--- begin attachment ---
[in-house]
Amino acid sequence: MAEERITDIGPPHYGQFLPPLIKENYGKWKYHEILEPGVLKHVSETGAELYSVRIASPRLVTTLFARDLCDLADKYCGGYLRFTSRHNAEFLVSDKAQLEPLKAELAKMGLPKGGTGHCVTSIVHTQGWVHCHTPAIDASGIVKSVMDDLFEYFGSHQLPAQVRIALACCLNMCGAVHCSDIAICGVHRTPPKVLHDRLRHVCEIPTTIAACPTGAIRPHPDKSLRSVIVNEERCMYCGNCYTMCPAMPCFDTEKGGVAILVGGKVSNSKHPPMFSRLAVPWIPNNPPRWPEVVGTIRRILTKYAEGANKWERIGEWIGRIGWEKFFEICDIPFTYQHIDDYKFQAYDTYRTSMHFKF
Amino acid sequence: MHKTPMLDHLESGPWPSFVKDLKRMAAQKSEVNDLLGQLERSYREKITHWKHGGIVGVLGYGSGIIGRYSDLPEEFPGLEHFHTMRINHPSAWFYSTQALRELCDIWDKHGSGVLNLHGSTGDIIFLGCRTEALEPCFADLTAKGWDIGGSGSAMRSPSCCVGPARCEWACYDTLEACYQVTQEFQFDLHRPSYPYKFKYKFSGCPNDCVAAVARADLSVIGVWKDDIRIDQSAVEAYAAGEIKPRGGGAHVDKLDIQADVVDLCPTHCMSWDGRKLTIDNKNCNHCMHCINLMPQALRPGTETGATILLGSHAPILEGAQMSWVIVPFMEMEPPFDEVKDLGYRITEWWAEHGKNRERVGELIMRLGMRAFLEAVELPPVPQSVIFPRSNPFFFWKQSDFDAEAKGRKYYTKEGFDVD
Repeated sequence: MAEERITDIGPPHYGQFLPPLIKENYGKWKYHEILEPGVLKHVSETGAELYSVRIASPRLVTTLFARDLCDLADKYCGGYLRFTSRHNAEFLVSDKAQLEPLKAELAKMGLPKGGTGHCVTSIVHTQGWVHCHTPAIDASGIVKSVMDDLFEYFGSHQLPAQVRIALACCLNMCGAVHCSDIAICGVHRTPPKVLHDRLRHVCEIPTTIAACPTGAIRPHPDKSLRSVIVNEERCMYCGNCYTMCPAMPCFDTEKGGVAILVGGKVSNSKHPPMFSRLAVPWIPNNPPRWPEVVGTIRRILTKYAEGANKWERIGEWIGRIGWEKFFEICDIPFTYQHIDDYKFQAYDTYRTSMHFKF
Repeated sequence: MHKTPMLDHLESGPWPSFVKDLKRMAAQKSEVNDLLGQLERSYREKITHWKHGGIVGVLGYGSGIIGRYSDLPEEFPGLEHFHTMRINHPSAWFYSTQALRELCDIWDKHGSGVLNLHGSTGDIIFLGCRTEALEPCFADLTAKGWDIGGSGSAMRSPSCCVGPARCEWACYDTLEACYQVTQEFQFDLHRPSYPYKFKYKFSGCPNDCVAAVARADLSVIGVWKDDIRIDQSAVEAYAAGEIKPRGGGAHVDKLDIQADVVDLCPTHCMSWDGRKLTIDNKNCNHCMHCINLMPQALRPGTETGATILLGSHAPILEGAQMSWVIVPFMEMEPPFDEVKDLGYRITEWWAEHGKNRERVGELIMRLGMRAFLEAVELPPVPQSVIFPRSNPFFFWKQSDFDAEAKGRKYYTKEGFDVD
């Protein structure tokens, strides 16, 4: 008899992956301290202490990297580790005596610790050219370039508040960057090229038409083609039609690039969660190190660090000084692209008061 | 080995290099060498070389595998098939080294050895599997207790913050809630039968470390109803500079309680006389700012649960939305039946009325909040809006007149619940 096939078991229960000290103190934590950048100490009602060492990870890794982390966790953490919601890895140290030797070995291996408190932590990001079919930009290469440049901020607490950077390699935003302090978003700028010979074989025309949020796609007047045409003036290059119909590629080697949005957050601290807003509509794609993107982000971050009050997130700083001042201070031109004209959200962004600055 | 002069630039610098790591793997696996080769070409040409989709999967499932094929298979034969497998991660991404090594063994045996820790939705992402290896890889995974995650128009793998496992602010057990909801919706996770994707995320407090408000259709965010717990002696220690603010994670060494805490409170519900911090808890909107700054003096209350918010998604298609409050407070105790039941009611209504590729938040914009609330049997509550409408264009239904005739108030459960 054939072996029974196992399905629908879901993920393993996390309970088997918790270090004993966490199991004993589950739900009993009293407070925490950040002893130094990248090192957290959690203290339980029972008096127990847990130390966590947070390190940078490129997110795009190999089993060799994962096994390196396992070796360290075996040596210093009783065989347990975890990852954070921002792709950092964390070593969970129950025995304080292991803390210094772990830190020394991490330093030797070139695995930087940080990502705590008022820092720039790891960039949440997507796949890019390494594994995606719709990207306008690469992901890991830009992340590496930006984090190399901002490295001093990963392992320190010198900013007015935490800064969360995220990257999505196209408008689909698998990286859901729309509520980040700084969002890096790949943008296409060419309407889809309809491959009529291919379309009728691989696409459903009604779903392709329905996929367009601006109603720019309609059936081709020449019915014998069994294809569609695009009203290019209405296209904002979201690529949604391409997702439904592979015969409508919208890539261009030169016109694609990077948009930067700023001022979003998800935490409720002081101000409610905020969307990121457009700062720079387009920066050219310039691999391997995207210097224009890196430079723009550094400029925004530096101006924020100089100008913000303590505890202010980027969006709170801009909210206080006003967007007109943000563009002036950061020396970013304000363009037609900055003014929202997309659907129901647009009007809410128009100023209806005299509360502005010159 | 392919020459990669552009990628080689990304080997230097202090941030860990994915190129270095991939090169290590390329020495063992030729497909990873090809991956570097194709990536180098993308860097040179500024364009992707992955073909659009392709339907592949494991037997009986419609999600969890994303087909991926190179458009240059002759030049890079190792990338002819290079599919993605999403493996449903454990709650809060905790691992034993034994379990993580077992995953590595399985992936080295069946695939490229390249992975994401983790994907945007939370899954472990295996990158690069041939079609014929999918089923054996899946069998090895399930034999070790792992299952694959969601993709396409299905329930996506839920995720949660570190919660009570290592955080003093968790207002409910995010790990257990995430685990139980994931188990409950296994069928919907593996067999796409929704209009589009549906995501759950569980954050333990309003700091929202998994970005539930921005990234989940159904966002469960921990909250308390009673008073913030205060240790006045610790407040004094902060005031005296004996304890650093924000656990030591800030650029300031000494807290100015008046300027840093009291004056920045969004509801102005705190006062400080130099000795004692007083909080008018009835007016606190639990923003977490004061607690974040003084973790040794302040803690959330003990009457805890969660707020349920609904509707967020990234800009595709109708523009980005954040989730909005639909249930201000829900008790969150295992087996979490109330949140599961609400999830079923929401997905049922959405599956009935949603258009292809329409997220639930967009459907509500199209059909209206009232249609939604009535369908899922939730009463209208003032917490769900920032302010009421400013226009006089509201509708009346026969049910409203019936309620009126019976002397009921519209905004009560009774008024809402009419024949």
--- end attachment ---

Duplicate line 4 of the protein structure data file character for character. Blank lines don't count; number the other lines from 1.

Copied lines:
Repeated sequence: MAEERITDIGPPHYGQFLPPLIKENYGKWKYHEILEPGVLKHVSETGAELYSVRIASPRLVTTLFARDLCDLADKYCGGYLRFTSRHNAEFLVSDKAQLEPLKAELAKMGLPKGGTGHCVTSIVHTQGWVHCHTPAIDASGIVKSVMDDLFEYFGSHQLPAQVRIALACCLNMCGAVHCSDIAICGVHRTPPKVLHDRLRHVCEIPTTIAACPTGAIRPHPDKSLRSVIVNEERCMYCGNCYTMCPAMPCFDTEKGGVAILVGGKVSNSKHPPMFSRLAVPWIPNNPPRWPEVVGTIRRILTKYAEGANKWERIGEWIGRIGWEKFFEICDIPFTYQHIDDYKFQAYDTYRTSMHFKF